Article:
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Isn't cross-cultural cooperation a bit like cross-cultural marriage?

I've been thinking about this issue for a long time. As you may already know, I am Russian (partly Ukrainian) and I have a Western/American mentality to some extent due to the years spent among American and European missionaries. Well, in 1998 I met a man in my church who always looked at me as if I was his worst enemy. I was even a little bit afraid of him. After some time we kind of started communicating since he became a student in our Bible College and I was interpreting there. That's when I found out that he was just a very shy person and that I totally misinterpreted his look. And I loved his accent :) We got married in 2001. That's my husband Albert and our daughter Delia (the picture was taken a couple years ago at a dinosaur exhibition).



He has a very characteristic Eastern mentality. In his family everybody is really close to one another, they have a clear family hierarchy and their understanding of what each of the spouses' role in the family is, how a husband and a wife should look like, what they should wear, how they should treat each other etc. He's assimilating slowly and accepting some traits of the Russian mentality. On the other hand, I am also slowly absorbing the Eastern mentality and my behavior changed a lot because I don't want my husband to ever feel embarrassed or uneasy.

Here are some tips for a successful cross-cultural marriage that I've come up with:



That's the work that my husband and I do on the daily basis in order to keep our marriage thriving (ok, maybe that's true for any family, but in cross-cultural families the differences are much sharper).

Doesn't that seem very much like the relationship with our clients all over the world? Please take a look at another diagram:

I can't help thinking how amazingly similar those two types of relationships are. In the first case, you do all those things because you love your spouse. As for the cross-cultural cooperation, you do almost the same because you love your work and you place an emphasis on the long-term cooperation.

What do you think about it? Comments are welcome!

Comments

  1. Beautiful topic! I believe that love conquers all but being too different in a marriage is very challenging. On the other hand, being too similar could be boring and prone to failure if there's no sparkle and learning from each other, filling in the gaps. Then again, it's all up to every individual to make it work. The analogy you are using is very interesting. Xo, Magda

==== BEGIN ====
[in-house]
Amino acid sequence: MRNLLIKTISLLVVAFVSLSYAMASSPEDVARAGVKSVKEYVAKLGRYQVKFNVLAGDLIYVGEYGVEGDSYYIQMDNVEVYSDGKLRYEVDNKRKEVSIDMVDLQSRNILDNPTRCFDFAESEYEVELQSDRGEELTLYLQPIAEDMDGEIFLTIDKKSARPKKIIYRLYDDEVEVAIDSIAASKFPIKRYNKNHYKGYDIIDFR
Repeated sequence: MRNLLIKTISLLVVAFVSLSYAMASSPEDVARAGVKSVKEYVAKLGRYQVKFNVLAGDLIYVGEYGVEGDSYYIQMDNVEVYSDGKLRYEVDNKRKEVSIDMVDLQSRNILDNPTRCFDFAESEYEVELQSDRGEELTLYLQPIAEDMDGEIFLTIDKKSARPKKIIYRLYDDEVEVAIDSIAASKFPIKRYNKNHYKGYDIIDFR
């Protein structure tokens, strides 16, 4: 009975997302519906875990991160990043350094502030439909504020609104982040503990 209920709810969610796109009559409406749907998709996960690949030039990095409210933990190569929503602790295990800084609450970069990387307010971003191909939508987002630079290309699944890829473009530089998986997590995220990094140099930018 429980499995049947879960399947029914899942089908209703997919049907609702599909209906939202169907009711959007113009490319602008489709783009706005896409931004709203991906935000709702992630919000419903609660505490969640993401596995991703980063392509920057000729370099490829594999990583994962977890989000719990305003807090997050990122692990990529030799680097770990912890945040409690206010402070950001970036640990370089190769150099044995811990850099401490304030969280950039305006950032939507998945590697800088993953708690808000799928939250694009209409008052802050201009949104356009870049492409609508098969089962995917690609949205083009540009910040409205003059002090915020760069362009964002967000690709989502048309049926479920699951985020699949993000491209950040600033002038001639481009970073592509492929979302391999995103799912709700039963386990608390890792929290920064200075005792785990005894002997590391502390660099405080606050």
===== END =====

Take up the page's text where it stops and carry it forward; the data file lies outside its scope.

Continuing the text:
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  2. Magda, thanks for the input! These thoughts have been following me everywhere so finally I decided to blog about the topic, maybe it just wanted to appear in public :) But you are right, being too different often drives people apart. That's why marriage is constant work. So is a long lasting cooperation with a client from a different culture.

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  3. A very good topic! I think our job requires a lot of flexibility and tolerance. I had to learn to be really tolerant when I started tour guiding. I work with tourists and clients for whom I interpret of very different nationalities. Not long ago I interpreted for the vice-ambassador of Israel, and the next day I had clients from Germany. Last summer I had a group of tourists from Turkey one week and the next week I had a tourist from Japan and then a group of tourists from Singapore, and very many tourists from Germany, Switzerland and Austria. All these people are very different, some of them (I mean nationalities) kind of hate each other, and I have to know how to speak to all of them. But slowly I am learning to get rid of prejudices.

    As to marriage, it's constant work even if both partners have the same nationality.:)

    ReplyDelete
  4. Thank you Olga for your valuable comment! I don't do as much interpreting as I definitely prefer translation. I can imagine how challenging it is to adapt to a new culture every time you have a new interpreting client. As to marriage, good point there, too. You have a wonderful family, and I wish you and your boys all the very best! :)

    ReplyDelete
  5. Hi Olga,
    great post, thank you!

    I can relate, since I live in Israel for more than 20 years (born in Russia), but my wife is a Buryat, and she just came from Russia. She finds sometimes difficult to accept some of the mentalities and attitudes in Israel, and I need constantly to find a way to bridge between understanding her and understanding local attitudes.

    For example, in Israel and among Jews in general the parents participate very closely in the lives of children. She finds it weird, because Buryat parents are much more "raise them, than let them be" :)

    ReplyDelete
  6. Hi Mike! Thanks for stopping by and thanks for a valuable comment!
    Wow, your wife is a Buryat! My father was born in Buryatiya, too! How small the world is :)

    ReplyDelete

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